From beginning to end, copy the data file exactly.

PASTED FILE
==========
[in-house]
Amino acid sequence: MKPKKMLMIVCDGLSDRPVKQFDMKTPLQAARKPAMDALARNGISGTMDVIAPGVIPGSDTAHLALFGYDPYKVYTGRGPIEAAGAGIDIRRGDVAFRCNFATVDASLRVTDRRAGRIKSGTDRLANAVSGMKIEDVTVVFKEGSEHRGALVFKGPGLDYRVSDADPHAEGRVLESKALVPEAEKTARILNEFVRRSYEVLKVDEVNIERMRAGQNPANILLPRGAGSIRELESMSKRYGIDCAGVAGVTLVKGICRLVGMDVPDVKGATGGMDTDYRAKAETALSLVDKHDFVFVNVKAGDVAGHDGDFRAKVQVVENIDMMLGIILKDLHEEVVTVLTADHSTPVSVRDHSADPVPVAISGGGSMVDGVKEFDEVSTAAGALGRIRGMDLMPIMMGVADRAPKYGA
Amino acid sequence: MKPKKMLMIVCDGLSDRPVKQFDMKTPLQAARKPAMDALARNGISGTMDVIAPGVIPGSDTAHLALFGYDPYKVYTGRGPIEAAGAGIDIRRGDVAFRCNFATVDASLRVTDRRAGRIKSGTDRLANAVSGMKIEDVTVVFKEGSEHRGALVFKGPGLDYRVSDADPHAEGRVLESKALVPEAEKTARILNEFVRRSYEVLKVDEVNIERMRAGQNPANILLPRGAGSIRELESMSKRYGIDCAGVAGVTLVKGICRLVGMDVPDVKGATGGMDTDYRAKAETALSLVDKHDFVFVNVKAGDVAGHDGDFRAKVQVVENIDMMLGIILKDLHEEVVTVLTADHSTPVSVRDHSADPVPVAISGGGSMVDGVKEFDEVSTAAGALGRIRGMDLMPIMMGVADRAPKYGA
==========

[in-house]
Amino acid sequence: MKPKKMLMIVCDGLSDRPVKQFDMKTPLQAARKPAMDALARNGISGTMDVIAPGVIPGSDTAHLALFGYDPYKVYTGRGPIEAAGAGIDIRRGDVAFRCNFATVDASLRVTDRRAGRIKSGTDRLANAVSGMKIEDVTVVFKEGSEHRGALVFKGPGLDYRVSDADPHAEGRVLESKALVPEAEKTARILNEFVRRSYEVLKVDEVNIERMRAGQNPANILLPRGAGSIRELESMSKRYGIDCAGVAGVTLVKGICRLVGMDVPDVKGATGGMDTDYRAKAETALSLVDKHDFVFVNVKAGDVAGHDGDFRAKVQVVENIDMMLGIILKDLHEEVVTVLTADHSTPVSVRDHSADPVPVAISGGGSMVDGVKEFDEVSTAAGALGRIRGMDLMPIMMGVADRAPKYGA
Amino acid sequence: MKPKKMLMIVCDGLSDRPVKQFDMKTPLQAARKPAMDALARNGISGTMDVIAPGVIPGSDTAHLALFGYDPYKVYTGRGPIEAAGAGIDIRRGDVAFRCNFATVDASLRVTDRRAGRIKSGTDRLANAVSGMKIEDVTVVFKEGSEHRGALVFKGPGLDYRVSDADPHAEGRVLESKALVPEAEKTARILNEFVRRSYEVLKVDEVNIERMRAGQNPANILLPRGAGSIRELESMSKRYGIDCAGVAGVTLVKGICRLVGMDVPDVKGATGGMDTDYRAKAETALSLVDKHDFVFVNVKAGDVAGHDGDFRAKVQVVENIDMMLGIILKDLHEEVVTVLTADHSTPVSVRDHSADPVPVAISGGGSMVDGVKEFDEVSTAAGALGRIRGMDLMPIMMGVADRAPKYGA